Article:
On very nervous patients and children I use a tiger-warmer in the ear (same side of SCM) to release the SCM, concentrating on the cavum conchae and bottom of the intertragic notch (endocrine point area). Warming up this area releases the vagus nerve and in turn releases the SCM and relaxes the patient.

The 8 Ba Feng points (in the web of the toes) are excellent points for oxygenating the brain. Master Nagano calls these points “essential depression points” and uses them for headaches, depression, post-stroke, and brain damage.

Under-3rd-Toe is a point at the centre of plantar junction of the third toe and the foot (phalangeal/tarsal joint). This is an essential blood pressure control point (for both high and low blood pressure) and an autonomic nervous system (ANS) disorder point. Many CVAs are highly correlated to hypertension. In acute intracerebral hemorrhage, blood pressure should not be dropped drastically, but as acupuncturists we do not see the acute phase and thus need not worry about this.

Under-3rd-Toe is a major point for sympathetic dominance disorders where the sympathetic nervous system is overactive with reduced parasympathetic involvement. Typical presentation includes anxiety, palpitations, insomnia, temperature imbalances, sweating. The typical pulse is what Master Nagano calls “tight” pulse. This is a pulse that can be characterised in TCM as thin and wiry and which disappears upon deeper pressure. Under-3rd-Toe releases opposite side UB 10 and GB 20 area. We especially consider this point when the pulse is rapid.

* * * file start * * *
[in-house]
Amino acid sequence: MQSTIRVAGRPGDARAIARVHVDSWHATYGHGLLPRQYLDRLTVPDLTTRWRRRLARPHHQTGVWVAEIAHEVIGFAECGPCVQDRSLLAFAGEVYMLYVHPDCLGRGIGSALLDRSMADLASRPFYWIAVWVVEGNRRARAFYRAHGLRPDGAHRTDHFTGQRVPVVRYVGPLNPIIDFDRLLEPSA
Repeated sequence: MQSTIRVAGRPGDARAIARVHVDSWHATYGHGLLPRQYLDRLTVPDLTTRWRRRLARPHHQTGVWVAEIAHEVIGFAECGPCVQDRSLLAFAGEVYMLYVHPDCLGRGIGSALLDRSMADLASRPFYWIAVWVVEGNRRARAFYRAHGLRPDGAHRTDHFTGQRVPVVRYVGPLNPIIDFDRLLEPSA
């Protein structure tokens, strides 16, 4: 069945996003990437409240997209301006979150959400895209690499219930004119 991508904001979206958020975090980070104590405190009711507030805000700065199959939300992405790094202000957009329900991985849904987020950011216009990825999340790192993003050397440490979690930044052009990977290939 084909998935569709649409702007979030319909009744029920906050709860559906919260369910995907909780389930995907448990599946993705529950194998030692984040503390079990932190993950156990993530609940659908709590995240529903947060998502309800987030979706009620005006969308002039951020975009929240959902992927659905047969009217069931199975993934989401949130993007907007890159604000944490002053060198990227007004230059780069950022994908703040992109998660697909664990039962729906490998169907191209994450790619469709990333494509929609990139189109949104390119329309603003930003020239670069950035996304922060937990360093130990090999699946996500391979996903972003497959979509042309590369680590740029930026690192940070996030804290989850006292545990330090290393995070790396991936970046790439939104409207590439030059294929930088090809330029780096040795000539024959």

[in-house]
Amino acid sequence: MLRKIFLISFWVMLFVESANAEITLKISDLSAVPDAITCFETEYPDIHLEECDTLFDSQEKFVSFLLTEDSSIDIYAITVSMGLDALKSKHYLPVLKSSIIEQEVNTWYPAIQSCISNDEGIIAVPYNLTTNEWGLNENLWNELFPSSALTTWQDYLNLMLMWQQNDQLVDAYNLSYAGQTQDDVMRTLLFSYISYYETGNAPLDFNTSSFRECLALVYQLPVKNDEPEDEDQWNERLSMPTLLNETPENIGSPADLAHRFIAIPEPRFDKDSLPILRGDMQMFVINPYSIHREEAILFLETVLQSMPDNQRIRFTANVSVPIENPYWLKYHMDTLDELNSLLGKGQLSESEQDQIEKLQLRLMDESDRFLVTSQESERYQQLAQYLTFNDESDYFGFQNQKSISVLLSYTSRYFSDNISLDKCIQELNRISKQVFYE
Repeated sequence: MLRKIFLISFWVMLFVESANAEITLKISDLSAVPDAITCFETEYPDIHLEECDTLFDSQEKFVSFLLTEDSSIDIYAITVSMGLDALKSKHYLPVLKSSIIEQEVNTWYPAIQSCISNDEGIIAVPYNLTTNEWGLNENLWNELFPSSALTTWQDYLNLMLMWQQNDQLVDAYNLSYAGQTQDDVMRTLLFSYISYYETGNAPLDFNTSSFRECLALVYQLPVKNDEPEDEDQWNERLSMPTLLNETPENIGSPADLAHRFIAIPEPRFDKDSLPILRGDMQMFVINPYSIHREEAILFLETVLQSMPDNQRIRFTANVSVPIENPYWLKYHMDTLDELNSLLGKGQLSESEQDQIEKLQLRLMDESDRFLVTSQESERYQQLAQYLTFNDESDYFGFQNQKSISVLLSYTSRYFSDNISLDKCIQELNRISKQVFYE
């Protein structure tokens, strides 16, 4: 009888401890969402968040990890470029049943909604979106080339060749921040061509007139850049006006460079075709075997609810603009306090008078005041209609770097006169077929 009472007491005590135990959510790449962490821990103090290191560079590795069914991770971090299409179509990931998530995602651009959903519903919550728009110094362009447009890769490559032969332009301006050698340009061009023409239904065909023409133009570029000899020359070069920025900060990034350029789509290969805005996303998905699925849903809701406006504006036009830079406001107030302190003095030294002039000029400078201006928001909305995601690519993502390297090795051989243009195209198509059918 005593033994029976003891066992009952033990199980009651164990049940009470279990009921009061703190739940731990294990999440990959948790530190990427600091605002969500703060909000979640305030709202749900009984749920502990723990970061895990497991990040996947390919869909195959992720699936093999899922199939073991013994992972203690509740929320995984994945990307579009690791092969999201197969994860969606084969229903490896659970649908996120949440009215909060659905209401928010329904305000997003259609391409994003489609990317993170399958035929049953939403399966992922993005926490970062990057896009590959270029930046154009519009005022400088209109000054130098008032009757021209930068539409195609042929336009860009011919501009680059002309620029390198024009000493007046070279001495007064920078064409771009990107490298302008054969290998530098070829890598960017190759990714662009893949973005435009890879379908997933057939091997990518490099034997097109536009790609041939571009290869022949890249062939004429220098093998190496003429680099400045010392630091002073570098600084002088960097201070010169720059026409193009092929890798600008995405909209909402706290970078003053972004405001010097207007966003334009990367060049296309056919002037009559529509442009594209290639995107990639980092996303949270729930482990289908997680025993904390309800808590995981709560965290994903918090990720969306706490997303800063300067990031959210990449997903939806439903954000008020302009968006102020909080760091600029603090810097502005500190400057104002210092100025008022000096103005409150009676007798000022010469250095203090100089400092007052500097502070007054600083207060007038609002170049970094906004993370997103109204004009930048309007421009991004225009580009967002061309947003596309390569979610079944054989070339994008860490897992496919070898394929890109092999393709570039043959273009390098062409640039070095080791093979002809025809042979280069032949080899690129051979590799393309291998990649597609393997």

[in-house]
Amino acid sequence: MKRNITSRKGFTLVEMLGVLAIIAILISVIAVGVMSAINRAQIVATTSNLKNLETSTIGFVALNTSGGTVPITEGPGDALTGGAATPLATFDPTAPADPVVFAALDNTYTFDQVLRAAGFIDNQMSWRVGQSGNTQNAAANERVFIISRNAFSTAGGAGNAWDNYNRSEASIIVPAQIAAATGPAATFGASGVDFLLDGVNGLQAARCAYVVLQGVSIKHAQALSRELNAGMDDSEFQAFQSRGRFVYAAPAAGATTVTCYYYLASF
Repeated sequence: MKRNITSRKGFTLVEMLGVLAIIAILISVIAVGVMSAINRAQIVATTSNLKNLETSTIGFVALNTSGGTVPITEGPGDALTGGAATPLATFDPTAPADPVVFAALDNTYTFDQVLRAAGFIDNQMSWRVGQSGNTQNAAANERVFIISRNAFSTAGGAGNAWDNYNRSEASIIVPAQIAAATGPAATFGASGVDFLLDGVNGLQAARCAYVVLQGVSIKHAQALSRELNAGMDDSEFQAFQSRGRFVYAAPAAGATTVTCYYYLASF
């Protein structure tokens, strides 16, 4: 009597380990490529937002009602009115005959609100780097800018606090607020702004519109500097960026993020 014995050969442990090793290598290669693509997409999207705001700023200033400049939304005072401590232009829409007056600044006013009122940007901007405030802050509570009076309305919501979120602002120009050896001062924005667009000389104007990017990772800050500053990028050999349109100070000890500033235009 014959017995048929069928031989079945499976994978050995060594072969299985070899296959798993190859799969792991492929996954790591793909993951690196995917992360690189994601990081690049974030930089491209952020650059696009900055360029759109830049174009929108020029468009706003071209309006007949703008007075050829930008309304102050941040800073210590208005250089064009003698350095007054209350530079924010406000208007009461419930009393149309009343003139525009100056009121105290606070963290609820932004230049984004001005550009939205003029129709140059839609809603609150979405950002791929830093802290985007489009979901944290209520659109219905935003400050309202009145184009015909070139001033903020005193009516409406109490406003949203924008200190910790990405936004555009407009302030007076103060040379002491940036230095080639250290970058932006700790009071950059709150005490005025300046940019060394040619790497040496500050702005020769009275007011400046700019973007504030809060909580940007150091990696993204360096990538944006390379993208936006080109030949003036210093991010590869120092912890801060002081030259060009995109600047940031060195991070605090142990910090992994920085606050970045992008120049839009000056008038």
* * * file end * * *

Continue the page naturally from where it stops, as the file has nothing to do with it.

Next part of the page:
In ANS disorders we also use Ren 6 (if pulse is rapid) or DU 2 (if the pulse is slow), we release the SCM (using the opposite SJ/GB combination), and upper thoracics (often by needling the Hua Tuo tender points). We also use a point close to UB 17 (look for a tendinous/gummy feeling) which we call ANS Shu, or Insomnia Shu, or Asthma Shu. We always add direct moxa on this point. We consider the Pericardium channel to be the ANS channel. We check P 8 (the Fire point) for pressure pain. If P 8 is painful (n 3kg pressure), needle P 3 and P 5 (Metal/Water). If the patient likes the pressure on P 8, needle it (or P , 4 fingers below P3, if patient does not like the idea of a needle in the palm. If the patient neither likes nor dislikes the pressure on P 8, then needle P 6. All Pericardium points are needle with the flow of the channel. Unlike TCM, P 3 is located between the two tendons. You need to check P 8 sensitivity on each side separately.

It is extremely important to release the upper thoracics in all neurological syndromes, especially in the elderly. This is the area where kyphosis and shrinking takes place affecting the brain and face. Of special note are T4 and T5, Shifts on T4 can affect dizziness and eye problems, while T5 is an extremely important area for releasing the neck. Prior to needling these areas we can release them using the Ear Brainstem point (on the antitragus) for T4 and H 7 for T5. Then the Hua Tuo of the sensitive vertebra can be needled (at a 45-degree angle toward the spine). The area between SI 9 and SI 10, needled up and out toward the deltoid, can also release the upper thoracics.